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European stress tests: Send in the clowns

July 6, 2010: 11:16 AM ET

If the ECB wants to boost confidence, it would be wise to take a page from the Federal Reserve's playbook and not look too closely at its banks' books.

by Heidi N. Moore, contributor

Political theater is so embedded in the financial crisis now that it would be unsporting to complain about it. It is still worth asking, however whether the elaborate staging will have its intended effect. The way that the European Central Bank is approaching upcoming bank stress tests right now, there's no way for investors to win.

So it is worth asking if the European Central Bank's upcoming "stress tests" of European banks will accomplish their intention of putting the markets at ease about Europe's prospects. The ECB might want to take more pages from America's playbook on this.

In 2009, shareholders and counterparties were terrified that the biggest U.S. banks, including Citigroup (C) and Bank of America (BAC), were so weak that they might be nationalized. The Federal Reserve stepped in, conducted "stress tests" and declared the banks relatively healthy; in some cases, the Fed merely required the banks to raise additional money. Many complained that the stress test results had been massaged by the Fed under pressure from the banks, to make the firms look healthier than they really were. Saturday Night Live correctly parodied the U.S. stress tests as a series of convenient accommodations moving from a graded system to a pass/fail system to "a pass-pass system." Each of the 19 major banks, then, miraculously passed; there was no other option.

In praise of the blind eye

It was a valid complaint, but beside the point. The Fed made the calculation that the markets at the time needed confidence, not math. Similarly, if the ECB's goal is to increase confidence in European banks, it might be better off not looking too closely.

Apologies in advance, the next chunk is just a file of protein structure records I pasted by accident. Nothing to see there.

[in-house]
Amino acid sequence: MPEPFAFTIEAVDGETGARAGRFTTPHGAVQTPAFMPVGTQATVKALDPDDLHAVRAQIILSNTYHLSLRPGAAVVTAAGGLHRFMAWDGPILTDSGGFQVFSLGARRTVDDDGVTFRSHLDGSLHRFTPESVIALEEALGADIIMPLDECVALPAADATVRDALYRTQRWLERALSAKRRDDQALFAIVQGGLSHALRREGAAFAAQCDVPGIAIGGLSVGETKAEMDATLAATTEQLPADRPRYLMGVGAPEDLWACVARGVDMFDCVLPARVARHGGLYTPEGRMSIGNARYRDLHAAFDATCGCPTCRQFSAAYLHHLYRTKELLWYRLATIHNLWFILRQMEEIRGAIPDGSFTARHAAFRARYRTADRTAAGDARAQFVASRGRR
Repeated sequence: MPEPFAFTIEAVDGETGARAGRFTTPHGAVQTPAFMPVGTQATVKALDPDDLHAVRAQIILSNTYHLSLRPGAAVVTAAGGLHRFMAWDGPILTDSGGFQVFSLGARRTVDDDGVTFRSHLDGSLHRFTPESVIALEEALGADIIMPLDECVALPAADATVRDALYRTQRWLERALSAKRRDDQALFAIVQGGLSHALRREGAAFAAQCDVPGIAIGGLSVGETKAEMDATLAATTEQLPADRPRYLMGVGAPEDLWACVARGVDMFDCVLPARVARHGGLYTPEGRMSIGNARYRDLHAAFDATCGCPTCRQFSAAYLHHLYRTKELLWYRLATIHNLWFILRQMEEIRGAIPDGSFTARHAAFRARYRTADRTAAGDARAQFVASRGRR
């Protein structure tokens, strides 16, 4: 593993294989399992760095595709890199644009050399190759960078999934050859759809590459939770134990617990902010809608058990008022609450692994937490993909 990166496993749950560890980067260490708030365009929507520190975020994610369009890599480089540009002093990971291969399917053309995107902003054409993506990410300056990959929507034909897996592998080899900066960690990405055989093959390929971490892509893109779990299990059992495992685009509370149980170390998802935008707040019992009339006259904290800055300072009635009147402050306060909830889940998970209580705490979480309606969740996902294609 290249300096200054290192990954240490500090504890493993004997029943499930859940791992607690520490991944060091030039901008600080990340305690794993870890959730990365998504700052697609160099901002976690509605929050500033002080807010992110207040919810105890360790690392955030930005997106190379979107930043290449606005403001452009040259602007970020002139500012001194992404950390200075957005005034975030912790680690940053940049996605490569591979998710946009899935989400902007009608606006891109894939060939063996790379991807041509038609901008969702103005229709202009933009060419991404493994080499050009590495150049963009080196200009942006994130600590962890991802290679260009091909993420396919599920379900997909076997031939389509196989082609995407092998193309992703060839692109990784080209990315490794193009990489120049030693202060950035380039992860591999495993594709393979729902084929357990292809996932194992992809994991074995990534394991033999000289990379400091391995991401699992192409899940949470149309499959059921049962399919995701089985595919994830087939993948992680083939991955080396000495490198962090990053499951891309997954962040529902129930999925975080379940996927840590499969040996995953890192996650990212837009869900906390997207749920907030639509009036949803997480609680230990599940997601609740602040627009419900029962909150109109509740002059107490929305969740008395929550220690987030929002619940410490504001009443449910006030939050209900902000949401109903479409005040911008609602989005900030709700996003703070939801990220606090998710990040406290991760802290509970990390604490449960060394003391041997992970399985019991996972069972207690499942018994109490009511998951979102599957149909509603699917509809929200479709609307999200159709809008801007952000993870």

It doesn't help European banks, for instance, that the ECB itself declared them in trouble just last month. The ECB's most recent financial stability report in June suggested that European banks might chalk up writedowns to the tune of $239.26 billion through 2012. Similarly, the International Monetary Fund, which worked with the ECB to structure a bailout for sovereign governments this year, predicted that German banks alone would have to write down $314 billion this year. If the ECB decides later that the banks are healthy, or that they only need a little more capital, it would look like a sharply suspicious and convenient reversal.

These critical estimations of losses are altogether too much frankness for what the ECB wants to accomplish, unless it wants to kick its struggling banks while they're down. The ECB needs to stage a light comedy, not a morality play. The ECB would need to either provide money to the struggling banks or otherwise help them get on their feet, as the U.S. government did (at enormous expense). More importantly, the ECB will have to recognize that European banks aren't the problem; European government debt is. If the ECB stress tests declare European banks weak, those banks certainly can't turn to their governments for help.

In some cases, the stress-test technique may be all too easy, however. The Daily Telegraph in London pointed out that some banks will actually be allowed to stress-test themselves. That takes it from light comedy to farce.

The ECB may be putting too much thought into the stress tests as a measure of bank health. In the end, the biggest thing the U.S. did to help its banks was not the stress tests - though they were helpful - but a quiet change to accounting rules. Regulators allowed banks to decide on their own how they accounted for their more complicated, toxic assets instead of marking them directly to the market price. Banks wanted that because many of those complicated assets were simply not selling, so there were very few market prices to judge their value. The new mark-to-market rules put an end to massive bank writedowns that were making investors nervous.

In short, stress tests are only one step to convincing the market of the stability of the banking system. The ECB will have to work more closely with the banks, as the Fed did, to strike the perfect note with its audience.

--Heidi Moore is Sweeping the Street for the two weeks that Colin Barr is on vacation.

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